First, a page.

Another difference is that the old mine cut tends to have a bigger culet, which is easily visible through the stone's top.
Finally, the table in the old mine cut tends to be a little bit larger, and because of the less precise cutting technology used, the facets of such a stone are usually more irregularly shaped than those of an old European cut diamond.
In general, it would be fair to say that an old mine cut looks less refined in comparison, but many people find that characteristic charming.
Interested in using an old mine cut diamond in an engagement ring? Here are some things to keep in mind:
Light affects a diamond's appearance, so be sure to view the diamond under different conditions.
Expect to see a different contrast pattern (the pattern of white and dark areas caused by reflections within the diamond), as compared to modern diamond cuts.
Expect to see a difference in fire (breaking of light into spectral or rainbow colors): since the facets are larger, you should notice larger, more striking patches of color (particularly under spot lighting).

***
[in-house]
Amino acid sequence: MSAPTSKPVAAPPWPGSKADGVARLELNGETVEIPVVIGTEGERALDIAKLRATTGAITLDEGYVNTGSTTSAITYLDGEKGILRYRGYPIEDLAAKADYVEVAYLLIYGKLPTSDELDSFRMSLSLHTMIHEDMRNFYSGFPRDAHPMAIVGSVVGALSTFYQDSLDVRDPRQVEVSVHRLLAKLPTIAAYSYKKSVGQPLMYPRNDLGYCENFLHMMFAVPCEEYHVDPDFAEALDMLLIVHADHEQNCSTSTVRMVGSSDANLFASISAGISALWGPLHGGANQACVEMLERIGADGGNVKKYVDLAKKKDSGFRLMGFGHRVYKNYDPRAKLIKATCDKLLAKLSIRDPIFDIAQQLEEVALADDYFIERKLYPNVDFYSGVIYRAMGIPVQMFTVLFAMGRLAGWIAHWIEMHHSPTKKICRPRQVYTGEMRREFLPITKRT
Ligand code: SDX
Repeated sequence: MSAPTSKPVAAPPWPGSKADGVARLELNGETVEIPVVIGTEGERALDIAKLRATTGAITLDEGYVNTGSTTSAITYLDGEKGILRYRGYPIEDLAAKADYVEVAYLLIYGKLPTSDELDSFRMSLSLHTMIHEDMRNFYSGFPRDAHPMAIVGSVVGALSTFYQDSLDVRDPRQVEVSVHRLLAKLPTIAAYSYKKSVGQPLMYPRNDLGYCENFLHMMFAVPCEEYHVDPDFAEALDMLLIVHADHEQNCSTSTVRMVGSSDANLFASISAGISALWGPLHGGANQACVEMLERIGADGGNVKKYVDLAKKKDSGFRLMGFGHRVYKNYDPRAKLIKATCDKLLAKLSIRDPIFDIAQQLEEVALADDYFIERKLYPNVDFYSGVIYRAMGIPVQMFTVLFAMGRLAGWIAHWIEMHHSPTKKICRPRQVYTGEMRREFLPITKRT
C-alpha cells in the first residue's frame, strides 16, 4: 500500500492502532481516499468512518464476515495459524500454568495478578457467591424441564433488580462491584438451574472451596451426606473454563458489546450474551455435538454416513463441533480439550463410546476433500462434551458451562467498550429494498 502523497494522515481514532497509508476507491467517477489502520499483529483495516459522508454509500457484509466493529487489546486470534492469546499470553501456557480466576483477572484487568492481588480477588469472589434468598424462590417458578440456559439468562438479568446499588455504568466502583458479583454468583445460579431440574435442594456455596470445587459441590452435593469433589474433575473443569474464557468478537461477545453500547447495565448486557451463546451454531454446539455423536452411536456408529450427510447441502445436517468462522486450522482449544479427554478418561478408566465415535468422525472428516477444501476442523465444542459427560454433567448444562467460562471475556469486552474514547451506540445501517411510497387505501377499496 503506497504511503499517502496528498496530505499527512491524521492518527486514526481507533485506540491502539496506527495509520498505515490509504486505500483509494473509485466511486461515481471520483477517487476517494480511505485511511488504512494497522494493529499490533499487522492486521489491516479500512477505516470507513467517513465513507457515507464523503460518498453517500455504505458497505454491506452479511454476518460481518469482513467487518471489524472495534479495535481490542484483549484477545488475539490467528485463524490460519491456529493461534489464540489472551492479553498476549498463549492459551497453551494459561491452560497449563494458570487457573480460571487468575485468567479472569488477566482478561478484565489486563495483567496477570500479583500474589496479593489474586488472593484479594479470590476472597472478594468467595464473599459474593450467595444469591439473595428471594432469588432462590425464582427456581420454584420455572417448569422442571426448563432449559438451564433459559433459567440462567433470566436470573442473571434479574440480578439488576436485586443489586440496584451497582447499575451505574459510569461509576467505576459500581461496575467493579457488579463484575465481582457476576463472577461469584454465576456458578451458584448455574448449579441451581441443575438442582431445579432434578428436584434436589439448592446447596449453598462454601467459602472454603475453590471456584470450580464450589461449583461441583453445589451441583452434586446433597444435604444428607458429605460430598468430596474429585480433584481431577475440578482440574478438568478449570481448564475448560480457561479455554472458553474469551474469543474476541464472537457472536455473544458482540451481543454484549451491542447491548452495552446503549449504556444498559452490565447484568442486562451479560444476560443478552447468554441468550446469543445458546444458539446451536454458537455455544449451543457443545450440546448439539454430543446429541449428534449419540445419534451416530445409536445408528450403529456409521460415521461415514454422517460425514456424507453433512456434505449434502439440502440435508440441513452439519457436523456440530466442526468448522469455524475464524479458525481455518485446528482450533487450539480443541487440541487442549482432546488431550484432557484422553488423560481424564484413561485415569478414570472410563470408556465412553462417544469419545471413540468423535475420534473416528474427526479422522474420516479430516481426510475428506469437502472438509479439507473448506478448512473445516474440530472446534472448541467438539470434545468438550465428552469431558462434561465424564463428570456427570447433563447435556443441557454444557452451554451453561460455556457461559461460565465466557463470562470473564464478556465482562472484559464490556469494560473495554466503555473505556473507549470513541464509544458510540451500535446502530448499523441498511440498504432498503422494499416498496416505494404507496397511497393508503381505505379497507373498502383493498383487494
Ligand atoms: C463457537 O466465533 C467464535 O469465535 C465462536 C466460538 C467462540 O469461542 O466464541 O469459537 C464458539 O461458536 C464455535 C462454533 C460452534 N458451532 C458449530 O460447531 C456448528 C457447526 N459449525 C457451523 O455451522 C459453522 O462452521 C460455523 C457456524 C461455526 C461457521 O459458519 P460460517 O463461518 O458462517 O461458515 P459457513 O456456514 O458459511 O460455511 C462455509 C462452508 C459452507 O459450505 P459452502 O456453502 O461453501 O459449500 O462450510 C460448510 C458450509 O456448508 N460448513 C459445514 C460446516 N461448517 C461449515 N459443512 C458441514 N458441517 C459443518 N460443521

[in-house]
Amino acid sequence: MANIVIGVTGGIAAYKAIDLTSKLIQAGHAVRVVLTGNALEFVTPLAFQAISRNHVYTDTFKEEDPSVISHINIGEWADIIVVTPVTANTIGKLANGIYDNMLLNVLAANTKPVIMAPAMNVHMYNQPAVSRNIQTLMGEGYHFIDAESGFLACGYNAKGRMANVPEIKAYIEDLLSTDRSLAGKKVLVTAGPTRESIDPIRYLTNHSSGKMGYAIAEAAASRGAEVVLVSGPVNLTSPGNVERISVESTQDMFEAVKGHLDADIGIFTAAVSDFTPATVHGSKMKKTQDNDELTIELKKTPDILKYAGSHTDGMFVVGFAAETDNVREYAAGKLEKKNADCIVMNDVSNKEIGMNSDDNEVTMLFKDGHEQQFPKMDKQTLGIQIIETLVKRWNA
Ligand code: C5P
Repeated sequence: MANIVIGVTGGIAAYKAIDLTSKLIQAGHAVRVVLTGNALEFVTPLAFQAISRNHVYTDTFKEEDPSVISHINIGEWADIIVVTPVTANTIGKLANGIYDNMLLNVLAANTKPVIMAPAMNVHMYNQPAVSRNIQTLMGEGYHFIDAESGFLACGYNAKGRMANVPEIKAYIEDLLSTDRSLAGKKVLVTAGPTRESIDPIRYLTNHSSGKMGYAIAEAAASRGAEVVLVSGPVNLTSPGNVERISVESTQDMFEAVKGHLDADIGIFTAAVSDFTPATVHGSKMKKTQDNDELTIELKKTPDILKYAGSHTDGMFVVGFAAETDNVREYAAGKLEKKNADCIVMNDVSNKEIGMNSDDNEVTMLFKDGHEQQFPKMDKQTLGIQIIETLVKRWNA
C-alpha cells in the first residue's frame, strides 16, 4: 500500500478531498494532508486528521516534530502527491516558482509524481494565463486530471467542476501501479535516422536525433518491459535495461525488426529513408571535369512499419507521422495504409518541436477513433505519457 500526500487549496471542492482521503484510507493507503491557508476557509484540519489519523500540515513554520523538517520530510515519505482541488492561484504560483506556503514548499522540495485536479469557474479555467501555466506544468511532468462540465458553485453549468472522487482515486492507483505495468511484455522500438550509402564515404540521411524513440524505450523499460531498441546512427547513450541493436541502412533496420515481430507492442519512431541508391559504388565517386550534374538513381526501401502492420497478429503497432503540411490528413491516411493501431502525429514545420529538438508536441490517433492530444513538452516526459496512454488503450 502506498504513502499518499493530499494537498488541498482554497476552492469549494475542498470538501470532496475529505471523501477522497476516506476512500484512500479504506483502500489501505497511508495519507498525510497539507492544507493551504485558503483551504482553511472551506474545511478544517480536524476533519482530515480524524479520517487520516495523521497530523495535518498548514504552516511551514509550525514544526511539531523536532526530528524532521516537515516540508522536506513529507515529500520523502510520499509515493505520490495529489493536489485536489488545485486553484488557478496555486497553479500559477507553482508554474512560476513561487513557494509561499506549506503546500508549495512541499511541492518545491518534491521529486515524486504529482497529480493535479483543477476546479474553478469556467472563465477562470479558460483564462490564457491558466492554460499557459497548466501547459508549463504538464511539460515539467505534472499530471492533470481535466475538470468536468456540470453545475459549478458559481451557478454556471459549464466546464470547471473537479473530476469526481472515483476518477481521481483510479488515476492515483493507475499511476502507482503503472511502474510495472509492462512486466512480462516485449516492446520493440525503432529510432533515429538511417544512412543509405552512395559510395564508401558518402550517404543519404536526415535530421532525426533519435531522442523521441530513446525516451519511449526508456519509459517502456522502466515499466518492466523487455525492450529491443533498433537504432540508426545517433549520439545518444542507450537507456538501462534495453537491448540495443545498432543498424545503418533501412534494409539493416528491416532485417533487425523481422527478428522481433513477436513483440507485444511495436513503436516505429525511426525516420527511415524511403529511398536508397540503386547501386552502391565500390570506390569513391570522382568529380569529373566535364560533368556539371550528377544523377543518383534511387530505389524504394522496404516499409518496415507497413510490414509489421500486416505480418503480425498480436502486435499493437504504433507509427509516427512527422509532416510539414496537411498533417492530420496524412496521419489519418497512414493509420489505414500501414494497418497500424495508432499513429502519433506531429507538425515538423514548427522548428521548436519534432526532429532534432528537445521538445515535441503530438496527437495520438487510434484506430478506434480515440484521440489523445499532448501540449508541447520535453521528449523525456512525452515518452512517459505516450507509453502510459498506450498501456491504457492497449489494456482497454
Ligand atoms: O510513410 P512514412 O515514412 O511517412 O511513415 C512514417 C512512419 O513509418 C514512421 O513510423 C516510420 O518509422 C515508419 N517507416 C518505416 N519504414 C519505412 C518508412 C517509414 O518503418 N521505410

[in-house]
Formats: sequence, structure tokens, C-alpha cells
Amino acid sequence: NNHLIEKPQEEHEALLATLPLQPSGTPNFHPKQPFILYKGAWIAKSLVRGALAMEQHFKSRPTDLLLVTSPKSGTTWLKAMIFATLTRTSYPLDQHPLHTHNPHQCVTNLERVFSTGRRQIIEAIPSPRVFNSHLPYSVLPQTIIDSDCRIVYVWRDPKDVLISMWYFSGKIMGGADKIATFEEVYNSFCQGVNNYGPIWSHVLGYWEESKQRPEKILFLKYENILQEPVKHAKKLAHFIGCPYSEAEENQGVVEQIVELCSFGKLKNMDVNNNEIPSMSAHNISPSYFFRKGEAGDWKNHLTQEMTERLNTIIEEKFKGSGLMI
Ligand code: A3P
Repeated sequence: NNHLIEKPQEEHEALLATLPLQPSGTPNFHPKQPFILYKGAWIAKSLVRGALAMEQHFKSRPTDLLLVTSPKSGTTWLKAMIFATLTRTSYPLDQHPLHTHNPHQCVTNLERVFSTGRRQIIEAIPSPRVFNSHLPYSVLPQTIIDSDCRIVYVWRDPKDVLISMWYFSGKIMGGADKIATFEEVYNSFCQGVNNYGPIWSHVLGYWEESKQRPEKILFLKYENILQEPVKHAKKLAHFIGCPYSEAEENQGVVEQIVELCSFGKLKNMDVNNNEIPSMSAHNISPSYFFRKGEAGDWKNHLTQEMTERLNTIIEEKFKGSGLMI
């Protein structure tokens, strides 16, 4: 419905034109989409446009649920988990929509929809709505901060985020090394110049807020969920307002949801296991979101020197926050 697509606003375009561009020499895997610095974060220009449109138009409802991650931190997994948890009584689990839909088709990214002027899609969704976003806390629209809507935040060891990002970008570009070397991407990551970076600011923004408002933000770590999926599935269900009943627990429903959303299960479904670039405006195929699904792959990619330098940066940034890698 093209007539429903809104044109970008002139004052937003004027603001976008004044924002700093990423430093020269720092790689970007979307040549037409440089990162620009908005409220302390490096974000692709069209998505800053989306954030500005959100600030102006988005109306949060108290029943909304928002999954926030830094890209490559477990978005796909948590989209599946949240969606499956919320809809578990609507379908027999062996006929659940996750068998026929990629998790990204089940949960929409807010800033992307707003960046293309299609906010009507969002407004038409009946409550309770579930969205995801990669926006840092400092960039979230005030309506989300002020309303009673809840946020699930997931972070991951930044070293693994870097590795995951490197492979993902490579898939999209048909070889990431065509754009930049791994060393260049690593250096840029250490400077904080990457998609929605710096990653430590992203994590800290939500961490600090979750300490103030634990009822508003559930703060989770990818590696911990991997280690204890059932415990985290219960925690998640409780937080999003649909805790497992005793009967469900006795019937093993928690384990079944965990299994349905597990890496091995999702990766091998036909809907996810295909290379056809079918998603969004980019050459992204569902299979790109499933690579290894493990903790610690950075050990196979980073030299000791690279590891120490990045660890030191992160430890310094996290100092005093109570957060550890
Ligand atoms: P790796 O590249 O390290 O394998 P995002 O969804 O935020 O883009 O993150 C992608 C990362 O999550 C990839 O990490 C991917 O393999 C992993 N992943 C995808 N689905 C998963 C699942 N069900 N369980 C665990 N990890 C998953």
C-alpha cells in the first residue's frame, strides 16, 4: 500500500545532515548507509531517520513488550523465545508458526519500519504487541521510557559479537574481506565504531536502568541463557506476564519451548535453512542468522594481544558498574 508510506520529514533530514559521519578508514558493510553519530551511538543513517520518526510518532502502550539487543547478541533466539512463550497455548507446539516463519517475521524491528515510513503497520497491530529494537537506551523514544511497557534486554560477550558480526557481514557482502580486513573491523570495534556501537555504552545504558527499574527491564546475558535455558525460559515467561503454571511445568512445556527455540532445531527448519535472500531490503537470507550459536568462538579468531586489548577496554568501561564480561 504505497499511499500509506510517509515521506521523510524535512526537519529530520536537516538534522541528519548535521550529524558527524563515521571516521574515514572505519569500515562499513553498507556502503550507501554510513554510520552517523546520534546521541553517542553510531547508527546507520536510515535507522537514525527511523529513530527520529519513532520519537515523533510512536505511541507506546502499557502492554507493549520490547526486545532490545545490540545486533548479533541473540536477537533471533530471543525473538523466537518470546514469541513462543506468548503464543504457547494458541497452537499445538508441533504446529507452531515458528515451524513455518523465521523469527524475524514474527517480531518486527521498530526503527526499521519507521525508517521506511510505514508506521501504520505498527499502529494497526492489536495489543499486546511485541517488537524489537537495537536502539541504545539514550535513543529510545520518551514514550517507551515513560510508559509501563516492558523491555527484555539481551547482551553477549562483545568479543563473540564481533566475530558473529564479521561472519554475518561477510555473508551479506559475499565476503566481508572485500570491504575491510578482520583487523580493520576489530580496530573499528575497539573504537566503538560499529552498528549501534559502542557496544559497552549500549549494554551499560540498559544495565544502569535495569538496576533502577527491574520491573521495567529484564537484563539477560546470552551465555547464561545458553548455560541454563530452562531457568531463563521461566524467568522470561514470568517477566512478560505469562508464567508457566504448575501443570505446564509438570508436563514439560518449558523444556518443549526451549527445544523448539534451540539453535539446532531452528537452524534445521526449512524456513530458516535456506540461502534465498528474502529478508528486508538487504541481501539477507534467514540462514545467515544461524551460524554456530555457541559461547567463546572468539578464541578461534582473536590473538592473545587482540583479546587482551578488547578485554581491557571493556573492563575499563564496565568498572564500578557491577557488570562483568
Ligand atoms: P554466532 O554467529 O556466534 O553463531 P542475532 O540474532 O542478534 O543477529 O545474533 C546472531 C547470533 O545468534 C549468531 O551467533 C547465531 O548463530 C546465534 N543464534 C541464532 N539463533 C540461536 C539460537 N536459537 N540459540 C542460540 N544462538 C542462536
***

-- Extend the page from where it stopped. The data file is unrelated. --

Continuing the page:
Because original older cuts may have exceptionally thin girdles, be sure that the girdle is fully protected all the way around the diamond, leaving no edge exposed.
If the old European cut is the predecessor of the modern brilliant cut, the old mine cut can be considered the ancestor of the old European cut.
Old Mine Cut diamonds can vary a lot in shape, which is due in part to the lack of universal standards and cruder methods for diamond cutting, but also due to the fact that older diamond cutting mimicked the shape of the natural diamond crystal. If you come across a diamond that has all the characteristics of an Old Mine Cut, but is round in shape, you may be looking at an Old European Cut diamond. European Cuts have a flat culet (but they are more centered) and a small table. The crown also tends to be higher - a characteristic that looks dramatic when compared to a modern diamond.